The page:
20For thou bringest certain strange things to our ears: we would know therefore what these things mean.

 21(For all the Athenians and strangers which were there spent their time in nothing else, but either to tell, or to hear some new thing.)

 22Then Paul stood in the midst of Mars' hill, and said, Ye men of Athens, I perceive that in all things ye are too superstitious.

 23For as I passed by, and beheld your devotions, I found an altar with this inscription, TO THE UNKNOWN GOD. Whom therefore ye ignorantly worship, him declare I unto you.

 24God that made the world and all things therein, seeing that he is Lord of heaven and earth, dwelleth not in temples made with hands;

 25Neither is worshipped with men's hands, as though he needed any thing, seeing he giveth to all life, and breath, and all things;

 26And hath made of one blood all nations of men for to dwell on all the face of the earth, and hath determined the times before appointed, and the bounds of their habitation;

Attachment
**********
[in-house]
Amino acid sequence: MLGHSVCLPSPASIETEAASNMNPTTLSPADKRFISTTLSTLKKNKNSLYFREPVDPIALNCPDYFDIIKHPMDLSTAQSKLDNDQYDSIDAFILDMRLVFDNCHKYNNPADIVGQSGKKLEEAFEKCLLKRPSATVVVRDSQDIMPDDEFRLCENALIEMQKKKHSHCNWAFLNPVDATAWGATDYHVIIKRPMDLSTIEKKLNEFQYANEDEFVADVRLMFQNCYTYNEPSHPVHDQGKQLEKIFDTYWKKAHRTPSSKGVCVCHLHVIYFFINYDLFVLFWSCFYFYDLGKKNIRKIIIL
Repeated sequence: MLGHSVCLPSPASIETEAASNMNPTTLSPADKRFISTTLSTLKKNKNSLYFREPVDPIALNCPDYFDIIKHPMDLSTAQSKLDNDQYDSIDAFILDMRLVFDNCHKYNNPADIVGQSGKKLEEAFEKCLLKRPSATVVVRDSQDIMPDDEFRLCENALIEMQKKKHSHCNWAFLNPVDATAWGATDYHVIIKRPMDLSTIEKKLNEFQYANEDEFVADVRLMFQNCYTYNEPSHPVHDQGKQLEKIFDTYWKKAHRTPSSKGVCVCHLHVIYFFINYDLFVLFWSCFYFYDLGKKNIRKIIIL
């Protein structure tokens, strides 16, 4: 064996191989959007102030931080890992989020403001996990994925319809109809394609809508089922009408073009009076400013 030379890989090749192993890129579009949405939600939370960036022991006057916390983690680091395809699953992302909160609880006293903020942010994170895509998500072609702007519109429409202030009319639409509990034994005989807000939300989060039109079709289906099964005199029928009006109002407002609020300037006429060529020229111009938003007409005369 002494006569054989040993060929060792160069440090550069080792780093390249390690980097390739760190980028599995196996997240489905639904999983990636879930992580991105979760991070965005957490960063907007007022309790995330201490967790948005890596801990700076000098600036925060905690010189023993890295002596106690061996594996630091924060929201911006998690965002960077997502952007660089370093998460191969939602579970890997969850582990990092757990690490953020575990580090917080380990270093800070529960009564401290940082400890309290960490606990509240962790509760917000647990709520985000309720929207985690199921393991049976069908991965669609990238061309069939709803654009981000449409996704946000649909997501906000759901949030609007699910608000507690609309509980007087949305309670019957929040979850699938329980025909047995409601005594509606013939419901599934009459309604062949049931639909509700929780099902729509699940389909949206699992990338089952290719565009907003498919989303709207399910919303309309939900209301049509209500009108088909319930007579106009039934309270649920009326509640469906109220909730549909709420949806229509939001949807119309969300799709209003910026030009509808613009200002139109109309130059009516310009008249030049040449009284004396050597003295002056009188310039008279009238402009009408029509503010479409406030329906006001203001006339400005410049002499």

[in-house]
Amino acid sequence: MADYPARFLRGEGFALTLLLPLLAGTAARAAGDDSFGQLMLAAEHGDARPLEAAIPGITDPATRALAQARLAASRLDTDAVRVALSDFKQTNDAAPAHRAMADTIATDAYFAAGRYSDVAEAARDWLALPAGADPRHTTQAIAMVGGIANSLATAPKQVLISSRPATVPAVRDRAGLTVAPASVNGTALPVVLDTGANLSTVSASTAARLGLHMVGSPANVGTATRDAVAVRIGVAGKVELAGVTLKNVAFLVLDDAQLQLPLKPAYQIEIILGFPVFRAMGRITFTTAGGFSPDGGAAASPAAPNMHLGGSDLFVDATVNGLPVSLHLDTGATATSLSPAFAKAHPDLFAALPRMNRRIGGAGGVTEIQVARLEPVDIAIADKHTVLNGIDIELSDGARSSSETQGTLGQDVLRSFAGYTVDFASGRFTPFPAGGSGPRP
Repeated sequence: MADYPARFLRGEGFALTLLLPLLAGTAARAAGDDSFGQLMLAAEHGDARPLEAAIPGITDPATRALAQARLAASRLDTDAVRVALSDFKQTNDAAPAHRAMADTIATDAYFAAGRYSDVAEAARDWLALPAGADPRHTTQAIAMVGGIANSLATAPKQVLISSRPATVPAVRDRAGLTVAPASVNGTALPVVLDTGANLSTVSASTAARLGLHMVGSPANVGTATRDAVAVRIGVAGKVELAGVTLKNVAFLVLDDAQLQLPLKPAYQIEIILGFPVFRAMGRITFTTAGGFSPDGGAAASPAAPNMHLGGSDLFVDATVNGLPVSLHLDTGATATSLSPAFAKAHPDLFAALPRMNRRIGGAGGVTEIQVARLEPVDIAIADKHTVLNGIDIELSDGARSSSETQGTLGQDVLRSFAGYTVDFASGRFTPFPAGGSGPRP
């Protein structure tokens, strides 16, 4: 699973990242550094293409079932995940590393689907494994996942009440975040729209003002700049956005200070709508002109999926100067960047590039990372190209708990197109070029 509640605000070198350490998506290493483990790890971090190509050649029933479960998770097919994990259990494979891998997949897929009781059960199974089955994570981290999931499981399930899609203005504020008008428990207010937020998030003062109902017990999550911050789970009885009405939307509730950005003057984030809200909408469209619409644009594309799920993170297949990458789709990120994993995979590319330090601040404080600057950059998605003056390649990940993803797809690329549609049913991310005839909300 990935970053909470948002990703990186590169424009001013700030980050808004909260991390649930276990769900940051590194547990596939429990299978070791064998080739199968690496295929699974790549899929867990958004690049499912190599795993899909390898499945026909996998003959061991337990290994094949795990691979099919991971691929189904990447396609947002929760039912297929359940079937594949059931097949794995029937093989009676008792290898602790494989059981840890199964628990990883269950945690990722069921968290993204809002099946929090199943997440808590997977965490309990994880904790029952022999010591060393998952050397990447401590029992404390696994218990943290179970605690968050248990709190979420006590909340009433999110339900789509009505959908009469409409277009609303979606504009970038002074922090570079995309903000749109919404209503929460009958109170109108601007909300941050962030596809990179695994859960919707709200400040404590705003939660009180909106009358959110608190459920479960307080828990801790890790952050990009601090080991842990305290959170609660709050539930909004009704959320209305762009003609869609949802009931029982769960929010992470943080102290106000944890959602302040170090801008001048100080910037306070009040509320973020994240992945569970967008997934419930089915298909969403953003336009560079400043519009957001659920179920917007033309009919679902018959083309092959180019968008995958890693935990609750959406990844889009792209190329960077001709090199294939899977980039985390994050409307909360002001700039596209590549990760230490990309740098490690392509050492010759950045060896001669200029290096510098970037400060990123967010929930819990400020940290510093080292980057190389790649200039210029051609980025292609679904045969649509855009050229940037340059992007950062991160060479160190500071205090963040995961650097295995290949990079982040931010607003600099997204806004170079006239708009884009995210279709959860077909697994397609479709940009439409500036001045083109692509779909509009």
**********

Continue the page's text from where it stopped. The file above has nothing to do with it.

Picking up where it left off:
27That they should seek the Lord, if haply they might feel after him, and find him, though he be not far from every one of us:

 28For in him we live, and move, and have our being; as certain also of your own poets have said, For we are also his offspring.

 29Forasmuch then as we are the offspring of God, we ought not to think that the Godhead is like unto gold, or silver, or stone, graven by art and man's device.

 30And the times of this ignorance God winked at; but now commandeth all men every where to repent:

 31Because he hath appointed a day, in the which he will judge the world in righteousness by that man whom he hath ordained; whereof he hath given assurance unto all men, in that he hath raised him from the dead.

 32And when they heard of the resurrection of the dead, some mocked: and others said, We will hear thee again of this matter.

 33So Paul departed from among them.

 34Howbeit certain men clave unto him, and believed: among the which was Dionysius the Areopagite, and a woman named Damaris, and others with them.